At the top of your resume, you should include a career objective. This is a short, sharp, punchy summary of the key skills and abilities you have to offer.
Treat your objective as your personal sales pitch. If it’s weak, not only will hiring managers doubt your abilities, they’ll also stop reading your resume altogether. Craft something outstanding and you’ll be on your way to making the sell.
To ensure your objective statement is as persuasive as possible, treat it like a sales pitch to a potential client, highlighting features and benefits. The features are your skills, knowledge, and abilities, and the benefits are the results and achievements you can accomplish if you get hired.
You also want to keep this section of your resume tailored to the job description. The skills you reference in your objective should incorporate the keywords from the job description and be related to the job posting to ensure your resume lands at or near the top of search results on application tracking systems (ATSs) and search engines.
The benefits of referencing essential sales skills in your resume are twofold. As mentioned, keywords from the job description will optimize your resume to pass ATSs. But at the next stage, your resume will be read by recruiters. By referencing skills in the recruiters’ own language, you make it obvious that you’re a great fit, helping you progress to interview stage.
Here are some common essential skills and abilities you might include in your sales resume:
Client acquisition and retention
Goal setting and forecasting
Written and verbal communication
Attention to detail
While it’s easy to say you have certain skills, such as the ability to close sales, this won’t necessarily convince the hiring manager that your skills are genuine. To remove all doubt, support your skills with examples, achievements, and, where possible, actual numbers.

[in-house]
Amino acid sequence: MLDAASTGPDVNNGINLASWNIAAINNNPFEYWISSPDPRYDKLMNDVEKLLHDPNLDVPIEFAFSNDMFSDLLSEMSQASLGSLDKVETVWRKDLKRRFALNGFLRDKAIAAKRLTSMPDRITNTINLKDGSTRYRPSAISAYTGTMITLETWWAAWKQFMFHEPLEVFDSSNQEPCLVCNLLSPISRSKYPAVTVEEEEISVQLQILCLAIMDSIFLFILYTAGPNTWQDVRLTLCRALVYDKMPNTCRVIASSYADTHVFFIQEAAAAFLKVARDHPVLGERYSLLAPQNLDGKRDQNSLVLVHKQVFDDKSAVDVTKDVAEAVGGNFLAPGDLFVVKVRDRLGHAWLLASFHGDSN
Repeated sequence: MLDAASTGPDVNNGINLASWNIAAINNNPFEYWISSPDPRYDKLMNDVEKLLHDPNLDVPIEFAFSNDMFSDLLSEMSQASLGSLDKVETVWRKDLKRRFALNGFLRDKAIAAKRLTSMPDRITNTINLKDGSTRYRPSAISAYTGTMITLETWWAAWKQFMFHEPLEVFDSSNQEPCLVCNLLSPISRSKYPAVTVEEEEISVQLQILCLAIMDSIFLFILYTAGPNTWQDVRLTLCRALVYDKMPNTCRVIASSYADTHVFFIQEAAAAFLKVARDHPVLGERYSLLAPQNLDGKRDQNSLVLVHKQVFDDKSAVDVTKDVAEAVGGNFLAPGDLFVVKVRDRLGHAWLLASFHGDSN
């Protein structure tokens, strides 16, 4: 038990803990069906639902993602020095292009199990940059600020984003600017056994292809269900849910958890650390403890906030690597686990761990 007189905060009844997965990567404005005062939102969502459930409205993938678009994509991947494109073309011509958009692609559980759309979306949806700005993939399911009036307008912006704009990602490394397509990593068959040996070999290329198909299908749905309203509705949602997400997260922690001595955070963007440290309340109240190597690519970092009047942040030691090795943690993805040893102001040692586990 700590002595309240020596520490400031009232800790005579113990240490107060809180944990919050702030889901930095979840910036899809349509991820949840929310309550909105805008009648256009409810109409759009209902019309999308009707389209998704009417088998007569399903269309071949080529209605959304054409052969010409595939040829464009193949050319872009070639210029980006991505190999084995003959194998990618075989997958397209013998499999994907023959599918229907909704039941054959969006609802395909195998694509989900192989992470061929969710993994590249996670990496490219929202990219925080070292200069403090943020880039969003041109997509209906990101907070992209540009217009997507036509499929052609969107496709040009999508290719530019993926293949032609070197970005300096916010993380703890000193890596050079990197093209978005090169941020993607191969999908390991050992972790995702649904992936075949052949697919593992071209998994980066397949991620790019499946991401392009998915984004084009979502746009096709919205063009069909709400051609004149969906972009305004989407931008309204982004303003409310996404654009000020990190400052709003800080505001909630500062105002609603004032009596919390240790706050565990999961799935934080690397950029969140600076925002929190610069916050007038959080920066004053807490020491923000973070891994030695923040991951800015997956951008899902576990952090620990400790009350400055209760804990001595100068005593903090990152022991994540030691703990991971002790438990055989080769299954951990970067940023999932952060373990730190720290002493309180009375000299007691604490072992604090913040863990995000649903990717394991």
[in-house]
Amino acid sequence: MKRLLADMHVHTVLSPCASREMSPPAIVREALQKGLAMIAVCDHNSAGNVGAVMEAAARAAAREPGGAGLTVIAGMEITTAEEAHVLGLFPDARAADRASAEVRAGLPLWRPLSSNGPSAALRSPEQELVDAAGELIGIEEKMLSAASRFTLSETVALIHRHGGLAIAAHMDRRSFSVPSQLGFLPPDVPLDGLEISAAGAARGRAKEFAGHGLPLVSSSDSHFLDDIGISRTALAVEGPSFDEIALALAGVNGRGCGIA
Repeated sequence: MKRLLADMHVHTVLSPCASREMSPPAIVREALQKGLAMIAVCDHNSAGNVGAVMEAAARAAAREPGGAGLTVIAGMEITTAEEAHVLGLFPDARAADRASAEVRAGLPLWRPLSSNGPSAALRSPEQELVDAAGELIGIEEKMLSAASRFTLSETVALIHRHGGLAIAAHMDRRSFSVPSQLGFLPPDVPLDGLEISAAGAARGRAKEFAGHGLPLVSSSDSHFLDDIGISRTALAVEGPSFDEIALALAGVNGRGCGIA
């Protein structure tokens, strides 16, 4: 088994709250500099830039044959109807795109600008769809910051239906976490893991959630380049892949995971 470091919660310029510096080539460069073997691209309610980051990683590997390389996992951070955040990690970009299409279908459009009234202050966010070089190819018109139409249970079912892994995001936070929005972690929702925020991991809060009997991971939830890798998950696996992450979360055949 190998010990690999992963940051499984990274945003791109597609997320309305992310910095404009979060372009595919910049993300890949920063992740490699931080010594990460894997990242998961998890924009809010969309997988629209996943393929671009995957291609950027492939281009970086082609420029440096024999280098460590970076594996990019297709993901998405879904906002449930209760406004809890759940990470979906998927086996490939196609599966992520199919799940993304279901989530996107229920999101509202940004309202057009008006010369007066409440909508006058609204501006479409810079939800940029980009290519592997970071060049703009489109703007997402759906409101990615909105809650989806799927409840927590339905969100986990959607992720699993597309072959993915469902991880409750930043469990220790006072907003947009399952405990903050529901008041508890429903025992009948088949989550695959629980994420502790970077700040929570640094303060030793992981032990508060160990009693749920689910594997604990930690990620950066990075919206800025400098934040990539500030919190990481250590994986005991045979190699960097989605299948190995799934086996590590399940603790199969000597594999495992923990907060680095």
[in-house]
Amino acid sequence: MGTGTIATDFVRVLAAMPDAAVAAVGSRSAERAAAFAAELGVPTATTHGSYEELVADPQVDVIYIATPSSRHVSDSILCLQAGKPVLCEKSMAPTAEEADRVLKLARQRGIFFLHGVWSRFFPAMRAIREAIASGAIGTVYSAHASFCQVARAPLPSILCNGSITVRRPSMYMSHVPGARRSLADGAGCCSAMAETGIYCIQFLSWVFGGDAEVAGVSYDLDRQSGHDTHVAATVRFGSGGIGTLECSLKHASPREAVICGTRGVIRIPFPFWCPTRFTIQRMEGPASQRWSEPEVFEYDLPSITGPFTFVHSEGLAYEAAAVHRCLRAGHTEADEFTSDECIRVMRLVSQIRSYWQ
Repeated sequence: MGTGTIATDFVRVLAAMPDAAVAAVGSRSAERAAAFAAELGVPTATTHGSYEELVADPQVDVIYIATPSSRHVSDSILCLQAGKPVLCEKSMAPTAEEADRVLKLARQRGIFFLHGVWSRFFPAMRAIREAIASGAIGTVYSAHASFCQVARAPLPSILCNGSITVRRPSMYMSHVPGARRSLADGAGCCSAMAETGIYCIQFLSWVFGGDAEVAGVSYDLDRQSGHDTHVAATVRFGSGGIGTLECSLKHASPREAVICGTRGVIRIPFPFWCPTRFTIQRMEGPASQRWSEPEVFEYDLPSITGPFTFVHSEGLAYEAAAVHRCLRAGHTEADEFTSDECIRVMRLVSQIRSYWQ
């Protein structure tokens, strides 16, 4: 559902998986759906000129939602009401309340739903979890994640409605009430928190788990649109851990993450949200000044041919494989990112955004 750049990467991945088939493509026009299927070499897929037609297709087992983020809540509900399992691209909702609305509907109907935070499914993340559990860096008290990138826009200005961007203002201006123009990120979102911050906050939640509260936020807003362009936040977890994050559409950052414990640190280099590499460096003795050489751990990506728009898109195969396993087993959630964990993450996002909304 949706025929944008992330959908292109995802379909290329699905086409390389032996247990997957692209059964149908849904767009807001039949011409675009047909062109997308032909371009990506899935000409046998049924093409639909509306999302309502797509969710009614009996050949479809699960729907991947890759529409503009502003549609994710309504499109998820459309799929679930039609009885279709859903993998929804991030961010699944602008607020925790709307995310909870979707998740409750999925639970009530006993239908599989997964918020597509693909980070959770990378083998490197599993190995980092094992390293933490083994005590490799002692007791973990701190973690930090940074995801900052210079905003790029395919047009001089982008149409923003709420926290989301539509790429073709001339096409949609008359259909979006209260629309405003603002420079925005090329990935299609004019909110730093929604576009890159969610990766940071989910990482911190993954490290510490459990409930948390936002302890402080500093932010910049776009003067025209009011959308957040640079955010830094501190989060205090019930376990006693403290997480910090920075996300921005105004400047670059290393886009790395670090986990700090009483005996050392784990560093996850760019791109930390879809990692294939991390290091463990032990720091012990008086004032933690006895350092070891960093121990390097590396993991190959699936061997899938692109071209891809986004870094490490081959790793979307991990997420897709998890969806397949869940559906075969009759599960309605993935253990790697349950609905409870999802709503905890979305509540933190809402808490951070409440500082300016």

As a sales professional, you need to focus on your results, targets, and other industry metrics. For example, you might reference generated revenue, unit sales, or targets achieved.
Try to be as specific as possible, and quantify your results with stats and facts, as recruiters will digest them better than words because they’re so to-the-point.
Here are some examples of ways to phrase your skills and achievements on your resume:
• Strong product knowledge in chemical and pharmaceutical ingredient sales
• Averaged more than $3 million in annual sales
• Met or exceeded all quotas, resulting in 80% revenue increase over 12 months
Showcasing your results in this way will prove to hiring managers that you’re a talented salesperson worth short-listing for an interview.
The last step is to perfect and polish your resume to ensure it’s flawless. In any sales role, the requirement for effective, professional communication is paramount. Your resume must reflect these characteristics.
Take some time to carefully proofread your resume. You can get quite far with Word’s own spell-checker and tools like Grammarly. However, a more human approach is likely to catch all your typos, grammatical errors, and awkward phrasings. For example, writing “our” instead of “out” might be wrong in context, but to a spell-checker it’s correct.
Reading your resume aloud is a great way to quickly identify errors. Also, make sure your resume is proofread by at least two other people to catch every mistake.
In addition to reading well, your resume must also look the part to ensure clean, clear communication. Start by using an easy-to-read font such as Arial or Calibri and signal each section of your resume with a bold heading. Keep your formatting consistent throughout to maintain a professional appearance.
Ultimately, your sales resume is no different than pitching to prospective leads, so it should come as second nature. If you keep your resume up to date with the latest metrics, punchy and persuasive content, and an immaculate finish, there’s no reason it won’t impress your prospective employers.
“In any sales role, the requirement for effective, professional communication is paramount.”